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Top 7 user research books for beginners

Illustration of a person reading a book with a magnifying glass next to a stack of books.
9 January 2020
Lucy Denton
Lisa Nguyen

We’ve surveyed the Dovetail community for books to read when you are entering the wonderful world of user research. Here are a few suggestions to get you started.

Think Like a UX Researcher: How to Observe Users, Influence Design, and Shape Business Strategy by David Travis & Philip Hodgson

After this list was first published, Stephanie Pratt, senior user experience researcher at GoCanvas and David Hamill, independent UX consultant highlighted that a super important title was missed entirely - Think Like a UX Researcher. It was first released in January 2019 and is already making its way to the top of user researcher’s lists. According to the reviews, nothing like this book currently exists and on top of its freshness, it’s helping the readers excel at their jobs and be better user researchers. The structure of the book means that it is easy to read in different sittings or you can consume it all at once.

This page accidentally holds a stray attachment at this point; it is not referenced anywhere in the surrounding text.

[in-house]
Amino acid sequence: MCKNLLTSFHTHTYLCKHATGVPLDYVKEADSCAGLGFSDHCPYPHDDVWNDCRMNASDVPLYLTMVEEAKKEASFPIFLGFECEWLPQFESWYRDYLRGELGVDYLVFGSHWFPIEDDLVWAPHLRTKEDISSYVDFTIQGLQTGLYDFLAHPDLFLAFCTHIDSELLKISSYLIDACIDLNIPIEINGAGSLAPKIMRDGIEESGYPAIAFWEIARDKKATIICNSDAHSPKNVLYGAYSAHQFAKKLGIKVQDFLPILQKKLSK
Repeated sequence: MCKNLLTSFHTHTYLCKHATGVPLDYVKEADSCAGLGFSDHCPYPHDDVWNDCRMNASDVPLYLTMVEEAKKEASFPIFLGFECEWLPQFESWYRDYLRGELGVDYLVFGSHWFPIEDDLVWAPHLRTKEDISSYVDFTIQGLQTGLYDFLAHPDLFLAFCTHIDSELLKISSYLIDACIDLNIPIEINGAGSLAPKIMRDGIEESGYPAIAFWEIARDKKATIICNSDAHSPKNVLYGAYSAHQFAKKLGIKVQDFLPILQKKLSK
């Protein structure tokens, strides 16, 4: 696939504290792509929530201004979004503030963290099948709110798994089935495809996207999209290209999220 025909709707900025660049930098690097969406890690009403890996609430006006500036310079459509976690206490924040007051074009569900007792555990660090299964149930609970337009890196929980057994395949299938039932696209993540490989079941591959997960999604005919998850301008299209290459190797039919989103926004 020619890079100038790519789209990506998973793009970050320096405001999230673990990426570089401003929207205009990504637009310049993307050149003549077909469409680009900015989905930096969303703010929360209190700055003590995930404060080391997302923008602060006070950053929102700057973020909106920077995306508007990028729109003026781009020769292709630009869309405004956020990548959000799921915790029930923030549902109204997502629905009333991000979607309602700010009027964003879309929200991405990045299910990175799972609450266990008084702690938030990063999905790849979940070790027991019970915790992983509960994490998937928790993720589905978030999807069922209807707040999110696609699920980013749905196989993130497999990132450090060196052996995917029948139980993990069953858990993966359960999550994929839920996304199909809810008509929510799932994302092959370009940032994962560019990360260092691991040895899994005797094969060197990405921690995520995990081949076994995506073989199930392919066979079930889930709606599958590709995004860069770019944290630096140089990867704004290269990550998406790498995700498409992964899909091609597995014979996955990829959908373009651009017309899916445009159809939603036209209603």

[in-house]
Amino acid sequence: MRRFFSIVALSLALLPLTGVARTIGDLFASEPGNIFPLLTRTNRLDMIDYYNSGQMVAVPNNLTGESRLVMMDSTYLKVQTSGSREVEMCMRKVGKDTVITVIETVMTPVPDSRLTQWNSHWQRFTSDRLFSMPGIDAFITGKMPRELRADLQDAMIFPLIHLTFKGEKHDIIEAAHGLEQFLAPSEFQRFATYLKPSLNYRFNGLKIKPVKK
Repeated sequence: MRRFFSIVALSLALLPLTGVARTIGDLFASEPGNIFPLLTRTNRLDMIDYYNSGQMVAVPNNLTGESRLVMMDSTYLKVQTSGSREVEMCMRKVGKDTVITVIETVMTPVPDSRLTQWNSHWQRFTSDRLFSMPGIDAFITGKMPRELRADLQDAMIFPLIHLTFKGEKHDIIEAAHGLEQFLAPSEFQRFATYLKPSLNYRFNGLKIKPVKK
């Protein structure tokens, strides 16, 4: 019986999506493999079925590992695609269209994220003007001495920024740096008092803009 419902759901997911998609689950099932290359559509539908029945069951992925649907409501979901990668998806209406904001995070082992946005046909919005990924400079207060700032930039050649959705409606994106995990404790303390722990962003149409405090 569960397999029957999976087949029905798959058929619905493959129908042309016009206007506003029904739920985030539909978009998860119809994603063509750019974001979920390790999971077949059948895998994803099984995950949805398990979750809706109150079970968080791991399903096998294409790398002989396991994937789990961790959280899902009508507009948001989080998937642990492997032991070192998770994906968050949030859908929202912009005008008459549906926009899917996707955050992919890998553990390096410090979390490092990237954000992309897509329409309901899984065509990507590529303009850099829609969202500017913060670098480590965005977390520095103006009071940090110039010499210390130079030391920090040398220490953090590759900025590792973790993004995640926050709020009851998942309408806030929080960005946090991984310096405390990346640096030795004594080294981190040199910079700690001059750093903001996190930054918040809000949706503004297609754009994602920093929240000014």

David Hamill, independent UX consultant says:

The thing that sets it apart from other books on UX research is that it guides the reader in the mindset a good UX researcher has and how it applies to user centred design.

User Friendly: How the Hidden Rules of Design Are Changing the Way We Live, Work, and Play by Cliff Kuang and Robert Fabricant

There is a definite hype around this title - author Cliff Kuang is a UX designer and renowned journalist making his voice both distinct and powerful. User Friendly takes the reader through the principles governing how design shapes our current behavior. It is told through the fascinating historical lens of what has gone before and how it has changed the design and human landscape forever.

Joe Gebbia, co-founder of Airbnb says:

Rarely do I dog-ear pages as much as I did with this book. Engrossing and rich with rarely-told stories and interviews, User Friendly gives critical insights to make us better, smarter consumers of design.

Interviewing Users: How to Uncover Compelling Insights by Steve Portigal

Researchers must love it when they pick this book up and the title reads - how to uncover compelling insights, indicating that the pages within will arm you with the tools you need to discover nuggets of greatness in your next interview. While interviewing is just a small part of the user research landscape, from all accounts, it is an incredibly complicated part. This book isn’t just for readers who are new to user research, the widely held opinion is that all researchers should constantly be revisiting the pages of Interviewing Users.

Elizabeth Churchill, director of user experience at Google says:

Steve Portigal’s book is packed with useful tips, illustrative examples, cautionary tales, and how-to advice for planning and conducting interviews, as well as analyzing and presenting data gathered.

Don’t Make Me Think, Revisited by Steve Krug